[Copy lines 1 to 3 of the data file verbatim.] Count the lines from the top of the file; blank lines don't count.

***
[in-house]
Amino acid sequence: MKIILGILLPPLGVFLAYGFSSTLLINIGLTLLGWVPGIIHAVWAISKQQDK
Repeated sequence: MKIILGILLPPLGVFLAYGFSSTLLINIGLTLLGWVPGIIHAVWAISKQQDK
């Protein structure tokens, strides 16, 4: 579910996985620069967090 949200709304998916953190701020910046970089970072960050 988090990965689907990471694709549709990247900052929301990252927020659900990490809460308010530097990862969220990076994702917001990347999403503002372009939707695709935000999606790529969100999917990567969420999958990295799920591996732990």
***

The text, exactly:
[in-house]
Amino acid sequence: MKIILGILLPPLGVFLAYGFSSTLLINIGLTLLGWVPGIIHAVWAISKQQDK
Repeated sequence: MKIILGILLPPLGVFLAYGFSSTLLINIGLTLLGWVPGIIHAVWAISKQQDK